One of the most intriguing, and potentially disruptive, technologies currently emerging is 3D printing. While still expensive and relatively unpolished, this new method of manufacturing products – from medical devices to airplanes – could be on a path to revolutionize retail, shipping, and the general need for space. Currently, 3D printing is most often used in the real estate industry as a way to create scale models for new developments. But as the technology grows and becomes more commonplace, it is important to realize that there may be huge changes coming to real estate from this emerging technology.
While it is currently used primarily for scale models of real estate properties, 3D printing may be headed towards the direction of “printing” the real estate itself. In fact, there have already been numerous examples of homes and microhomes that have been built by 3D printers. Engineer Alex Le Roux, a graduate student at Baylor University, designed and built a concrete 3D printer called “The Vesta” which successfully built a small house in 24 hours. This comes on the heels of the Shanghai-based Winsun building, in which a 5-story 3D printed apartment, built at a rate of one floor per day, cost $160,000 to erect.
While the structures built so far have been rudimentary in design, many countries have expressed strong interest in the technology as a way of solving affordable housing issues, primarily in developing countries. The World’s Advanced Saving Project (WASP) recently began experimenting with 3D printing homes in developing areas using local resources, with the resulting village cleverly called a “technological village”. If successful, this method of home building could disrupt the real estate construction industry.
The disruptive nature of 3D printing is not only impacting the way real estate is being built. It is also becoming as prevalent as its 2D counterpart, and has the potential to change the consumption habits of the average person. As a result, certain asset classes, such as industrial real estate and retail real estate, are likely to see significant changes in demand and necessity. At a speech to General Electric, global futurist Jack Uldrich raised an excellent question: “what does it mean for the global supply chain when, in the near future, instead of printing or producing and manufacturing very sophisticated objects over in Asia, putting them on ships and transporting them across oceans, we are going to be printing very sophisticated objects right in your backyards?”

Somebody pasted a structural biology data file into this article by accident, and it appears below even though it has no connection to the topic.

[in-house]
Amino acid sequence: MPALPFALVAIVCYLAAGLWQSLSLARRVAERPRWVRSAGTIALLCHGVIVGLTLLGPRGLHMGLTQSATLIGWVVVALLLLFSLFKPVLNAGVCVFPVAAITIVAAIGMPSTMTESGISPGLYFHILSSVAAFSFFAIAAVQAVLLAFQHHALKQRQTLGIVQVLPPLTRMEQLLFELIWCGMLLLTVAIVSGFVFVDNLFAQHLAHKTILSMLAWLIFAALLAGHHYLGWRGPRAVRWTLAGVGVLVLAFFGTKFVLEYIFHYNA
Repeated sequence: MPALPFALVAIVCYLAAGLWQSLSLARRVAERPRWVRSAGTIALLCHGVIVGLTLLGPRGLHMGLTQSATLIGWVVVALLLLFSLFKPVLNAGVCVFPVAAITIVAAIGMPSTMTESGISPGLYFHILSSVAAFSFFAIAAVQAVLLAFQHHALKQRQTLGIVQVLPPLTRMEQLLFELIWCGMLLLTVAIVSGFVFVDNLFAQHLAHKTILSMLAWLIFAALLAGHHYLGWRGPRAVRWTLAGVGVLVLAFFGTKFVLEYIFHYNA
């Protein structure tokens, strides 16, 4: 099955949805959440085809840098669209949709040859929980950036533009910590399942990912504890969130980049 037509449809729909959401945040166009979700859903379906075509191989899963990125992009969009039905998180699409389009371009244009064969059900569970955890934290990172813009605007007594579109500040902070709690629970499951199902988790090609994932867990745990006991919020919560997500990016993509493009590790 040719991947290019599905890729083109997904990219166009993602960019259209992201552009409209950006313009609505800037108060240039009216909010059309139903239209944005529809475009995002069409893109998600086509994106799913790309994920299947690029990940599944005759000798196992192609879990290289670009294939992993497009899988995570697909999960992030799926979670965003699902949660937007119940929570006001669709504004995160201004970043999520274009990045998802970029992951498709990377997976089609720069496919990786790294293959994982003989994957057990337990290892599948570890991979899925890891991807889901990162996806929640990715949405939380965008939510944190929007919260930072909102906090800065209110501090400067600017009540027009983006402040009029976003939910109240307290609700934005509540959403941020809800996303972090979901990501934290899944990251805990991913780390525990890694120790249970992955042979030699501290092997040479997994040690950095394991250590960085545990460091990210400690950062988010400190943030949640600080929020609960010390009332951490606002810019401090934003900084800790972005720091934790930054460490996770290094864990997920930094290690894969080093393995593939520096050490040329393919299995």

The result will be that, with customizable goods available at relatively low cost, some consumer items will not need to be shipped or stored at all. For one, massive industrial facilities would not be as necessary, and container ports may not be as active. However, smaller- and medium-sized warehouses, particularly those near population centers, could benefit from these changes. These smaller industrial properties may take on a new role as quasi-manufacturing plants, as well as fulfillment and storage facilities, allowing consumers to pick up their orders.
Right now, 3D printing is expensive and still in its rudimentary stages. However, as we learned from the explosion in e-commerce over the past decade, a rapidly growing trend can quickly become a way of life. If 3D printing continues its swift rise to prominence, real estate will change, and well-positioned assets stand to benefit.